HR Management & Compliance

Returning Moms Fear Breastfeeding Could Impact Career Growth

Women who reenter the workforce after giving birth have a lot on their minds: catching up from maternity leave, making sure they situate their babies in daycare or with a childcare provider, and much more. For some working moms, the last thing on their minds is career growth, yet despite this, almost one-third of new survey respondents say they are concerned that breast-pumping at work could hurt their chances for career growth.


Source: AMitchell / Shutterstock

According to Acelleron’s latest Human Resources Report, 43% of breastfeeding moms surveyed feel they are less able to complete their work tasks due to their at-work pumping conditions, and 29% are concerned that pumping at work can impact their career growth.

Breastfeeding is one of the biggest challenges when returning to work from parental leave, and despite this, 90% of breastfeeding moms are pumping at work, or planning to pump at work when they return.

Breastfeeding has tremendous health benefits for both mom and baby and is strongly encouraged by the World Health Organization and the American Academy of Pediatrics. For employers, this is great news as breastfeeding in the workplace results in significant healthcare savings and higher retention rates.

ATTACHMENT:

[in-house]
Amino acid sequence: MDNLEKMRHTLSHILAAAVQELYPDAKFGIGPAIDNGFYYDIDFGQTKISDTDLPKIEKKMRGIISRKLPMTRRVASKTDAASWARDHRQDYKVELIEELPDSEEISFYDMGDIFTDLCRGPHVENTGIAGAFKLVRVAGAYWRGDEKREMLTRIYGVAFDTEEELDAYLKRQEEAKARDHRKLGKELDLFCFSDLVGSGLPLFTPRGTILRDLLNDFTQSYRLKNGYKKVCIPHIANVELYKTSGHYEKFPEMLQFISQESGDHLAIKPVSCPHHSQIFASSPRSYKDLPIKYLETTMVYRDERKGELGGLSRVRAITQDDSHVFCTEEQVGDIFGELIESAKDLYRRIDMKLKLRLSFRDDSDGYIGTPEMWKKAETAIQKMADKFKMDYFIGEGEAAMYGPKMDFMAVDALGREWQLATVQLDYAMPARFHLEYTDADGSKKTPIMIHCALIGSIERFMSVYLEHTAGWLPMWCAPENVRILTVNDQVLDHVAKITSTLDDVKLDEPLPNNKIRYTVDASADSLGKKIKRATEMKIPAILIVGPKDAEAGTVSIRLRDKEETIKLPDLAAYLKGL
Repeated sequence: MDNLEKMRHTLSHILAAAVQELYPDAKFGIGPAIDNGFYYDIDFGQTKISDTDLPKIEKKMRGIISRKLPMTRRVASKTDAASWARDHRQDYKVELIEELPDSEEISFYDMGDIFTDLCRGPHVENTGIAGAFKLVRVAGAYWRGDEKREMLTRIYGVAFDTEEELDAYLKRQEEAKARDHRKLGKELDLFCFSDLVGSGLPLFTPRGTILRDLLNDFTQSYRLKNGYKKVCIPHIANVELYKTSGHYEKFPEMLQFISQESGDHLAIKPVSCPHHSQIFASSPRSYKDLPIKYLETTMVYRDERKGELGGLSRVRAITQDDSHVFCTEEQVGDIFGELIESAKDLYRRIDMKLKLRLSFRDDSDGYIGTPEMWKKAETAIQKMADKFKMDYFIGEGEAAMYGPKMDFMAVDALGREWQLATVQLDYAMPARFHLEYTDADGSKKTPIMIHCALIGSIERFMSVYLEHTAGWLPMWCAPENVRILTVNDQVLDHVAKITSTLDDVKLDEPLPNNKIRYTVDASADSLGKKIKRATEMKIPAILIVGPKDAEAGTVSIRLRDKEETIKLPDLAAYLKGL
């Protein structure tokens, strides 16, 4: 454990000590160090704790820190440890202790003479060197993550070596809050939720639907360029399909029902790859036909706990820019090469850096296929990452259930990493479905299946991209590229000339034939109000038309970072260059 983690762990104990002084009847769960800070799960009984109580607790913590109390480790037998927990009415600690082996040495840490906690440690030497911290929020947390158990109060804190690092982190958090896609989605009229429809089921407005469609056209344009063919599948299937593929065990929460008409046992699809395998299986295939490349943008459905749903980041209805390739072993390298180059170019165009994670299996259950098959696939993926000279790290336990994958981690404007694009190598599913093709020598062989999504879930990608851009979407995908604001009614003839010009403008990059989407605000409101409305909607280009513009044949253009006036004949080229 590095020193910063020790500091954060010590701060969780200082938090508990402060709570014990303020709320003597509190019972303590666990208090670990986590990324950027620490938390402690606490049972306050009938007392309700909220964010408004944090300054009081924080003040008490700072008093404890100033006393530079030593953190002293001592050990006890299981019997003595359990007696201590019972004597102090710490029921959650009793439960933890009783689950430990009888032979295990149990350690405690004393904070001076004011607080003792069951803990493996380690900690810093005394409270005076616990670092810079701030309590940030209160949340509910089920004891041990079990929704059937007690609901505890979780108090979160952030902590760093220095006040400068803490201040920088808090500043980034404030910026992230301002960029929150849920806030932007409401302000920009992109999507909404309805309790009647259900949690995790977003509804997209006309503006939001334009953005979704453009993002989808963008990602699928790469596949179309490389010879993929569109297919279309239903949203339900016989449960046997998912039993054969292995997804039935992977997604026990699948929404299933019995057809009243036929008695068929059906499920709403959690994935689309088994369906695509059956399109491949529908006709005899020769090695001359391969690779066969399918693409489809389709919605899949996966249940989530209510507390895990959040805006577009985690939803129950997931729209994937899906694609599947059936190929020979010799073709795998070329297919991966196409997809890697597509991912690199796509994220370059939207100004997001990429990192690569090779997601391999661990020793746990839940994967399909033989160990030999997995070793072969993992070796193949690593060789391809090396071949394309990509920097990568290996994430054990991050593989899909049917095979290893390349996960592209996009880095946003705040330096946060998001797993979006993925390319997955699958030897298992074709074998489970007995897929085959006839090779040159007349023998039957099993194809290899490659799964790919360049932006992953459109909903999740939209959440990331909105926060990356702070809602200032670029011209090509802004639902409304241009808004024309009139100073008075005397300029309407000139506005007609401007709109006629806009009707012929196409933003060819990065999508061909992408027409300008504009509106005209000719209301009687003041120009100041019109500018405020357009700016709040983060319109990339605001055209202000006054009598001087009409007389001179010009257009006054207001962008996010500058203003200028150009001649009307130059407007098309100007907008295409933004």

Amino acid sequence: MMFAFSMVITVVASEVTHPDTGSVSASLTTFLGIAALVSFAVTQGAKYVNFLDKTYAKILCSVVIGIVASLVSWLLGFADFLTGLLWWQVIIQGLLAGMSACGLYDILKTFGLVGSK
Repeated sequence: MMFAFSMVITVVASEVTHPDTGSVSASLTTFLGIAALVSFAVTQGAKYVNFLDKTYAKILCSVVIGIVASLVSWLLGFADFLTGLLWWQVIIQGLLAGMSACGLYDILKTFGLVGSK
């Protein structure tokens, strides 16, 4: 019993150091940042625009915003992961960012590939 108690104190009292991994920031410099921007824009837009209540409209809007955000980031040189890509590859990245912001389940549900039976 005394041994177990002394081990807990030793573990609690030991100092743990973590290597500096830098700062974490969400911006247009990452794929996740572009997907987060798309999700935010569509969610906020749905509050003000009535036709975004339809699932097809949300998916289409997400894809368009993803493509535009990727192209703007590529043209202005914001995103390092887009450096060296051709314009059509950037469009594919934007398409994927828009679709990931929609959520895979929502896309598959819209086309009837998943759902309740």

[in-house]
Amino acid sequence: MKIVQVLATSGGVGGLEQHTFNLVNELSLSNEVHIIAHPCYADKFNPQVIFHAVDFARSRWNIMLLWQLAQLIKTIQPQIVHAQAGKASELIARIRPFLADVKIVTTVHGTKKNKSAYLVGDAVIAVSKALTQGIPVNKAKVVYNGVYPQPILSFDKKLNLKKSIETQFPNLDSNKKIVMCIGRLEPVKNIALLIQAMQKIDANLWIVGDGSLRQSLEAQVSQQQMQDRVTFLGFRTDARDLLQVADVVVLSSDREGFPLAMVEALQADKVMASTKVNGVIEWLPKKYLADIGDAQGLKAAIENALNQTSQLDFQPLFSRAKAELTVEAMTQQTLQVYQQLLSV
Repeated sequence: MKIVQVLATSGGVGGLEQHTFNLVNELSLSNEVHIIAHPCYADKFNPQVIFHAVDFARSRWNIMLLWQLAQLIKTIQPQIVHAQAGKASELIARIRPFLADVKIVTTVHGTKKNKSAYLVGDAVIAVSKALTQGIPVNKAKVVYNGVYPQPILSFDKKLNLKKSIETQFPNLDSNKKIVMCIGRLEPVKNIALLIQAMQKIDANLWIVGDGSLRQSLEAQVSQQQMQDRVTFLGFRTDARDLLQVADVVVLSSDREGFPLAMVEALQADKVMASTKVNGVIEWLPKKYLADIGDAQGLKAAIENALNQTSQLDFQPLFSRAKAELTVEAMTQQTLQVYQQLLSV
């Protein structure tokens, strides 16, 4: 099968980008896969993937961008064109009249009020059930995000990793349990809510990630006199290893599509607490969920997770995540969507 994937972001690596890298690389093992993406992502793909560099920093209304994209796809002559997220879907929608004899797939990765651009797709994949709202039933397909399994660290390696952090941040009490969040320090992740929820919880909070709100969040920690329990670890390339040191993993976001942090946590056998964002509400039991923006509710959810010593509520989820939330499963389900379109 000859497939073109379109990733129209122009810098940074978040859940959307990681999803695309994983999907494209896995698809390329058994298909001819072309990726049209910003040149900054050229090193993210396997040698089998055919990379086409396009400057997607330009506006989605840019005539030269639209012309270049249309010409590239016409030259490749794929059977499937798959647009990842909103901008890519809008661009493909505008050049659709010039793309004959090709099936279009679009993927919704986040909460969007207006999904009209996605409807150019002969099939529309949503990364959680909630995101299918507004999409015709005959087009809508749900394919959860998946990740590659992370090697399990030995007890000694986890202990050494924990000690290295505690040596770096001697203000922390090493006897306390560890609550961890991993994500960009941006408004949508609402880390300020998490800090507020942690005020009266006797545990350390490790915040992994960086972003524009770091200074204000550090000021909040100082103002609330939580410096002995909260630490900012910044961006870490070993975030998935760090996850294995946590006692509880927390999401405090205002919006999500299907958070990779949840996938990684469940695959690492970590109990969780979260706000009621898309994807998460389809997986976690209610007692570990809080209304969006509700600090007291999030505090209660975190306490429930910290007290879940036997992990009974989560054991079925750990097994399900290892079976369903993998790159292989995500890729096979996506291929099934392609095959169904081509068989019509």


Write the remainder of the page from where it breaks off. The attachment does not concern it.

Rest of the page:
“With the increasing trend of moms wanting to feed their babies human milk, companies need to better support breastfeeding employees returning to work,” says Jason Canzano, Managing Director of Acelleron. “When looking at some of the key statistics in our report, only 49 percent of our moms’ employers have a lactation/mother’s room to pump in and 78 percent of these moms stated their employer has greater than 50 employees, meaning these companies are not meeting the federal requirements for protecting breastfeeding women in the workplace.”